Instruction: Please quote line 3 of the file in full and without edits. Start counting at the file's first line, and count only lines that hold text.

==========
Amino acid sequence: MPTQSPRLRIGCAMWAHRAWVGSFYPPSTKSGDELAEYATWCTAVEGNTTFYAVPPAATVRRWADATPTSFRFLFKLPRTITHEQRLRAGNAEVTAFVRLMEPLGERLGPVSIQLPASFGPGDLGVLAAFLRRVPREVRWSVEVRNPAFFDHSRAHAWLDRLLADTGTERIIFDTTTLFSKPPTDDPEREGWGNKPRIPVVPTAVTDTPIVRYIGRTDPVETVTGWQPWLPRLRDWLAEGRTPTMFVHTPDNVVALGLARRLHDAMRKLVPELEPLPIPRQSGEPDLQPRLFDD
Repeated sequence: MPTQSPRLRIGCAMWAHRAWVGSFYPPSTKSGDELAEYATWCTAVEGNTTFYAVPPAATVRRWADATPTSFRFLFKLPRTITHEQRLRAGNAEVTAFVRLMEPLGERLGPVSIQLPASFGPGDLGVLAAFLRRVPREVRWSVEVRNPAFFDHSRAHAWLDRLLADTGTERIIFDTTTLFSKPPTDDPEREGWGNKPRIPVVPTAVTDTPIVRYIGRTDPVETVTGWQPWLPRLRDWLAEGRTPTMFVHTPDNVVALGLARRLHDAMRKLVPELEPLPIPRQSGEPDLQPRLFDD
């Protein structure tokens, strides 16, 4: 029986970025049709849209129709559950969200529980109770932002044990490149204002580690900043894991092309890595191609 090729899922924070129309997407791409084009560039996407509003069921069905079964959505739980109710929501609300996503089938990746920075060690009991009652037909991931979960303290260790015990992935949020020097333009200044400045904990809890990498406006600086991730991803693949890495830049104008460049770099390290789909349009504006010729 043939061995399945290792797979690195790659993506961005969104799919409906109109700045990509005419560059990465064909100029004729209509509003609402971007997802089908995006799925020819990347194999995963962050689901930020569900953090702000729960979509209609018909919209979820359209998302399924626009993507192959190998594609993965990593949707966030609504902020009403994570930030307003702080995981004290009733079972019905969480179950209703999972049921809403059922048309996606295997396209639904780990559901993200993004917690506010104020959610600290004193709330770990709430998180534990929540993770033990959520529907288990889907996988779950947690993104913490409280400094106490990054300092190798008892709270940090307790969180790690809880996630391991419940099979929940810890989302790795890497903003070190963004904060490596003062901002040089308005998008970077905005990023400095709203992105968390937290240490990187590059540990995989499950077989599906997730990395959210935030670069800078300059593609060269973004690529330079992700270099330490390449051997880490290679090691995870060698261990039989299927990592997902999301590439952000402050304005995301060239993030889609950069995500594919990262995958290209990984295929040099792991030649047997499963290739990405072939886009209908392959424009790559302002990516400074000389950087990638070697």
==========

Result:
């Protein structure tokens, strides 16, 4: 029986970025049709849209129709559950969200529980109770932002044990490149204002580690900043894991092309890595191609 090729899922924070129309997407791409084009560039996407509003069921069905079964959505739980109710929501609300996503089938990746920075060690009991009652037909991931979960303290260790015990992935949020020097333009200044400045904990809890990498406006600086991730991803693949890495830049104008460049770099390290789909349009504006010729 043939061995399945290792797979690195790659993506961005969104799919409906109109700045990509005419560059990465064909100029004729209509509003609402971007997802089908995006799925020819990347194999995963962050689901930020569900953090702000729960979509209609018909919209979820359209998302399924626009993507192959190998594609993965990593949707966030609504902020009403994570930030307003702080995981004290009733079972019905969480179950209703999972049921809403059922048309996606295997396209639904780990559901993200993004917690506010104020959610600290004193709330770990709430998180534990929540993770033990959520529907288990889907996988779950947690993104913490409280400094106490990054300092190798008892709270940090307790969180790690809880996630391991419940099979929940810890989302790795890497903003070190963004904060490596003062901002040089308005998008970077905005990023400095709203992105968390937290240490990187590059540990995989499950077989599906997730990395959210935030670069800078300059593609060269973004690529330079992700270099330490390449051997880490290679090691995870060698261990039989299927990592997902999301590439952000402050304005995301060239993030889609950069995500594919990262995958290209990984295929040099792991030649047997499963290739990405072939886009209908392959424009790559302002990516400074000389950087990638070697």